In any event, the prudent endeavours of the holy Prophet (s) to establish solidarity and cohesive identity in the Muslim society had many effects. For instance, during the initial years of the Islamic government, old men would colour their beard black and, like their younger cohorts, depart for the battlefield.

In subsequent steps, the holy Prophet (s) inspired of cooperation into the newly established society.

Cooperation in good and worth deeds is an emphasised commandment in the Holy Quran:

...Cooperate in piety and God wariness, but not cooperate in sin and aggression....  (Surah Ma’idah 5:2)

This verse’s commandment regarding cooperation is a general principle that encompasses all social, legal, ethical and political issues. As per this principle, Muslims are obligated to cooperate in good deeds. Furthermore, they are absolutely forbidden from cooperating in futile deeds, sin, and oppression even if the perpetrator is a close friend or sibling (Makarim Shirazai et al., 1975).

One of the first undertakings of the great Messenger (s) after his immigration of Madinah was the establishment of a mosque. The great reception given by the majority of Madinah’s people induced the Prophet (s), before anything else; to build a public centre named masjid (lit. Place of prostration) or mosque, for learning and edification as well as political and judicial affairs. The land on which the Prophet’s (s) camel sat upon entering Madinah was brought for ten dinars for the building of this mosque. All the Muslims participated in the construction and supply of building materials. Even the Prophet of Allah(s) gathered stones for the mosque like the other Muslims. When Usayd ibn Hudayr saw this, he came forth and said, “O Prophet of Allah! Let me take the stone”. The Prophet (s) answered, “Go bring another” (Subhani).

The principle of consultation is also a contributing factor for cooperation. Consultation has been focused upon in several verses in the Holy Quran. Most importantly, there is a surah in the Quran named ‘Shurah’ (lit. Consultation). In this surah, consultation is emphasised and encouraged as a most important obligation along with responding to God’s invitation, prayer, and charity.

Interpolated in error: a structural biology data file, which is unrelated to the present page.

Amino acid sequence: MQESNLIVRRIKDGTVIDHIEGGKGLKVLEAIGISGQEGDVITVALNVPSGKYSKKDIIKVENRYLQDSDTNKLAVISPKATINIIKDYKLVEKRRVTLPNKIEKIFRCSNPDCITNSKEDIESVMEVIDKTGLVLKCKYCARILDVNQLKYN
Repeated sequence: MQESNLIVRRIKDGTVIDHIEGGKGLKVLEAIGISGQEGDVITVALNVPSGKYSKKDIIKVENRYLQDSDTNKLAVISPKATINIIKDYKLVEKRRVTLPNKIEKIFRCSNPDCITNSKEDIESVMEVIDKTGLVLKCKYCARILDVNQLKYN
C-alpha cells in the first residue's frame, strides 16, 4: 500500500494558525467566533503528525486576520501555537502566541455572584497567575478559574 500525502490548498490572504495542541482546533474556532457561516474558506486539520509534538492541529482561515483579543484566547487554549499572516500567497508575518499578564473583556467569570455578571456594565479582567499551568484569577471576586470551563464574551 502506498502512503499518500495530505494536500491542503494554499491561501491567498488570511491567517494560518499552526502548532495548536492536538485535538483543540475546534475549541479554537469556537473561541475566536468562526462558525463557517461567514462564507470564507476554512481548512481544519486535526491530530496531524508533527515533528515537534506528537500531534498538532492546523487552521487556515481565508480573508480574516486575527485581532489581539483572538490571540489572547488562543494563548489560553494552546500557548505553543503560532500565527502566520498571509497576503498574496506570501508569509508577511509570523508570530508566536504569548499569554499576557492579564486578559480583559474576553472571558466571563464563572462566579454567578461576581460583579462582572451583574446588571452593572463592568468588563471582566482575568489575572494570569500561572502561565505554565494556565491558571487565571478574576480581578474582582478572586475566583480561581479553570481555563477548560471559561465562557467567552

Those who avoid major sin and indecencies, and forgive when angered those who respond to their Lord, maintain the prayer, and their affairs are by counsel among themselves, and they spend out of what We have provided them with..... (42:37-38)

Also, in verse 159 of surah Al imran, after ordering general pardon, the Quran directs the Prophet (s) to take counsel with Muslims in various affairs and ask them for their opinions in order to give life to their personalities and reinvigorate their minds and souls. In this verse, the word amr (lit’ affairs) embraces all individual and societal affairs, whether economic, political, cultural, or defence-related.

Divine revelation aside, the holy Prophet (s) was so brilliant that he did not require counsel. However, in order to make Muslims aware of the important of consultation so they would make it a basic formula in their lives and also to develop thought in people, the Prophet would call consultative meetings for administration (as opposed to legislation) of divine laws in general Muslim affairs. He greatly valued opinions of thinkers such that sometimes he would forego his opinion in favour of others (Makarim Shirazi et al,. 1975). 

To be continued